A thematic debate at the ministerial level would take place on 12 December on sustainable peace in the Middle East, he said. Speaking in his national capacity, he stressed that the question of Palestine was of major concern to the international community and the Council. The debate would be chaired by Qatar’s First Deputy Prime Minister and Minister for Foreign Affairs, Sheikh Hamad Bin Jassim Bin Jabr Al-Thani. He hoped that, with the meeting at the ministerial level, the momentum gained during the September ministerial meeting could be continued and that the meeting could be concluded with a Presidential Statement.

Apart from open debates, mandate extensions would be considered for: the United Nations Peacekeeping Force in Cyprus; the United Nations Operation in Côte d’Ivoire; the United Nations Disengagement Observer Force; the United Nations Operation in Burundi; and the United Nations Integrated Office for Sierra Leone (UNIOSIL). For the adoption of the resolution on UNIOSIL on 22 December, Secretary-General Kofi Annan would be present to bid the Council farewell.

Further, the Council would hold consultations on: the Democratic Republic of the Congo; the United Nations Monitoring, Verification and Inspection Commission (UNMOVIC); Chad; Sudan/Darfur; Sierra Leone; implementation of resolution 1702 (2006) regarding Lebanon; Guinea Bissau; and a review of the Counter-Terrorism Executive Directorate.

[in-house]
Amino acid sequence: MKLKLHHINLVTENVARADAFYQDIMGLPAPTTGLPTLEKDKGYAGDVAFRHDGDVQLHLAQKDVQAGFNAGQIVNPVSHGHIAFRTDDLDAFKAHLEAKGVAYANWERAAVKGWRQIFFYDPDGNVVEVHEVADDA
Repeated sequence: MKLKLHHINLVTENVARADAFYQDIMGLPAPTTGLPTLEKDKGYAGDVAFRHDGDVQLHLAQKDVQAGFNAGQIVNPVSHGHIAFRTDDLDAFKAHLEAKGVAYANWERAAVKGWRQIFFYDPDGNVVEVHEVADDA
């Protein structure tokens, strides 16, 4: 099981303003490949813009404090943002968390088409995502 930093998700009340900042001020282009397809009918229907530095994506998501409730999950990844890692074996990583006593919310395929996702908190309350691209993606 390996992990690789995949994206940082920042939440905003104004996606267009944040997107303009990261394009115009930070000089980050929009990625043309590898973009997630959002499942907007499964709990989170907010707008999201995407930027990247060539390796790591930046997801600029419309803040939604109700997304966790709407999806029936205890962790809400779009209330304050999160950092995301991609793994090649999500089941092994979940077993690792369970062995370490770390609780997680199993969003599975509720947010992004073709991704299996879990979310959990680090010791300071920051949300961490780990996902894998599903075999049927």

Answering questions regarding the Palestine debate and speaking in his national capacity, Mr. Al-Nasser said the question of Palestine was the main problem in the Middle East and in the world. It was a complex issue, and Qatar hoped to make some contribution towards its solution. On the proposal of Qatar, a meeting at the ministerial level on the issue had been held in September; unfortunately, no consensus on either a resolution or Presidential Statement could be reached. He would, therefore, attempt to make the question of Palestine the main theme of Qatar’s presidency of the Council, which, as the main body for maintaining peace and security in the world, must play a role in the peace process in the Middle East.